COVID-19 Vaccination and Pre-existing Medical Conditions

What people with pre-existing medical conditions should know about getting the vaccine

For many of us, getting vaccinated provided peace of mind, hope for the future, and most importantly, the confidence that we are protected against becoming seriously ill from the COVID-19 virus. However, for individuals with pre-existing medical conditions, getting the COVID-19 vaccine may cause added anxiety and another reason to schedule a visit with their health care provider.

For those who already did their research, connected with their health care provider, and got the vaccine, we applaud you. But if you’re still feeling unsure, we have some common questions and answers that might help you with your next steps to getting vaccinated!

We spoke with Dr. Consuelo Rodriguez, a research assistant at Pacific Northwest University of Health & Sciences (PNWU) about the most common medical conditions and what to consider if you’re thinking about getting vaccinated.

What are the most common pre-existing medical conditions?

The pre-existing medical conditions that we see most often are diabetes, obesity, high blood pressure, and lipid disorder — this one occurs when a person has high blood levels of cholesterol and fats called triglycerides. We also see many people with chronic obstructive pulmonary disease (COPD).

How can COVID-19 affect people with these pre-existing medical conditions?

People with pre-existing medical conditions have higher risk of getting seriously sick or dying if they get COVID-19. Many chronic illnesses affect a person’s organs, slowly decreasing the organs’ function, making them more vulnerable to severe COVID-19. For example, a person with kidney damage from diabetes is more likely to get sick since the decreased capacity of their kidneys already causes other complications, such as fluid retention. That’s why it’s so important for those with pre-existing medical conditions to get vaccinated — it protects them from serious complications from COVID-19.

One of the most common complications of COVID-19 is lung damage. The airways and tiny air sacs in the lungs can get blocked, leading to breathing problems. This resulting damage can require hospitalization, the need for breathing assistance from a ventilator, or even death.

Should people with pre-existing illnesses get the COVID-19 vaccine?

It’s critical for people with pre-existing medical conditions to get vaccinated against COVID-19. They’re more likely to get seriously sick or die if they are infected with COVID-19, and vaccination provides the best protection. The vaccines that we have work very well to keep people from getting seriously sick or dying from COVID-19. Since people with pre-existing conditions are more vulnerable to COVID-19, it’s very important for them to get vaccinated.

Were people with pre-existing conditions included in clinical trials of COVID-19 vaccines? If so, what happened? Were the vaccines safe and effective for them?

When developing any new medicine or vaccine, a diverse patient base provides more information on how it will impact various groups of people. People with pre-existing conditions were included in all clinical trials for the COVID-19 vaccine.

Clinical trials showed that people with pre-existing conditions who got the vaccine were more protected from COVID-19 compared to those who did not get the vaccine. The vaccine is safe and effective for people with pre-existing medical conditions, especially when comparing benefits to risks. While they have higher risks of experiencing complications from COVID-19 illness, there is very little risk of developing serious health effects from the vaccine.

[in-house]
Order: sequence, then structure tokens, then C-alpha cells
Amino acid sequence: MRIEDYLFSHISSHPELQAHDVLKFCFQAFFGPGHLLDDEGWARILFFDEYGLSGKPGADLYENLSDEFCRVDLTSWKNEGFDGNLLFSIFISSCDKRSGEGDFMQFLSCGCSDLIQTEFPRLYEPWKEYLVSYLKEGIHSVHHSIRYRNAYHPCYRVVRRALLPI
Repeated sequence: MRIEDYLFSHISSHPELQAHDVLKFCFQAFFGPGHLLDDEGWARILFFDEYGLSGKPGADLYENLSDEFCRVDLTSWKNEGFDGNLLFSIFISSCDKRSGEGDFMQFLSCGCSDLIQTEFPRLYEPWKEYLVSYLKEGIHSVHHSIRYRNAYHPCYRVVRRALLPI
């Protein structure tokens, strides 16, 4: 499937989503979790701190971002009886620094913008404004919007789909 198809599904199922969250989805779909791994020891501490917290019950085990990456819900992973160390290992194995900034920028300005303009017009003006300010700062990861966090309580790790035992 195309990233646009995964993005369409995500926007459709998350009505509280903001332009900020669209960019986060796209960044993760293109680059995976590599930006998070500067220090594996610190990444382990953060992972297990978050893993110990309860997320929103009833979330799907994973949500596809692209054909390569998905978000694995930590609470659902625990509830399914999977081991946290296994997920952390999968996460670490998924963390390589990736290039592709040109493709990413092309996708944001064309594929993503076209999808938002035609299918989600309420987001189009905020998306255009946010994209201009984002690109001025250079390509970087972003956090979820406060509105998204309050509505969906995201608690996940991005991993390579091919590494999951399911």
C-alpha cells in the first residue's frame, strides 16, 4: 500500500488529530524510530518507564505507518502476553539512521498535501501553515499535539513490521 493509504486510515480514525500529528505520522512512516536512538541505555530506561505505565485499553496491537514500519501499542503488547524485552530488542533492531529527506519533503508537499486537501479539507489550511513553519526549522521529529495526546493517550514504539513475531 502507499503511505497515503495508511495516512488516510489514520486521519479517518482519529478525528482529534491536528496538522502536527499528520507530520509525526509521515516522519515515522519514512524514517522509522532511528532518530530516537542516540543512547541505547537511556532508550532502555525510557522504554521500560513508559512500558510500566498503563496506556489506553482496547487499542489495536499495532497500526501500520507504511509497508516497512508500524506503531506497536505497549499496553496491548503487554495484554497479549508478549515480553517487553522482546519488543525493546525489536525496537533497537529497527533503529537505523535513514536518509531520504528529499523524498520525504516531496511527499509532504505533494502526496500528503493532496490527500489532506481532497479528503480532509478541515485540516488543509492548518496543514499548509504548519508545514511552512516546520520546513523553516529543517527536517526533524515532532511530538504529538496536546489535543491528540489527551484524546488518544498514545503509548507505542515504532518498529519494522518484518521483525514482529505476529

What general advice can you give to people with these conditions who are considering getting vaccinated?

COVID-19 vaccines are safe for everyone 12 and older, including those with health conditions. If any patients –including those with chronic illnesses — are concerned, they should talk to their health care provider to help make the best decision for them.

Where can people find more information about vaccinating those who have pre-existing medical conditions?

It’s critical to get information from reliable sources to make informed decisions about getting vaccinated. But finding accurate information on the internet can be difficult, especially with misinformation out there. People should check the CDC website or CovidVaccineWA.org for the latest information about the COVID-19 vaccine and pre-existing medical conditions.

More information

This blog is accurate as of the date of posting. Information changes rapidly, so check the state’s COVID-19 website for the most up-to-date info at coronavirus.wa.gov. You can also sign up to be notified whenever we post new articles.

The COVID-19 vaccine is now available to everyone 12 and older. For more information about the vaccine, visit CovidVaccineWA.org and use the vaccine locator tool to find an appointment. The COVID-19 vaccine is provided at no cost to you.

WA Notify can alert you if you’ve been near another user who tested positive for COVID-19. Add WA Notify to your phone today: WANotify.org

Answers to your questions or concerns about COVID-19 in Washington State may be found at our website. You can also contact the Department of Health call center at 1–800–525–0127 and press # from 6 a.m. to 10 p.m. Monday, and 6 a.m. to 6 p.m. Tuesday — Sunday and observed state holidays. Language assistance is available.

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From the Washington State Department of Health

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Washington State Department of Health

Washington State Department of Health

Protecting and improving the health of people in Washington State.

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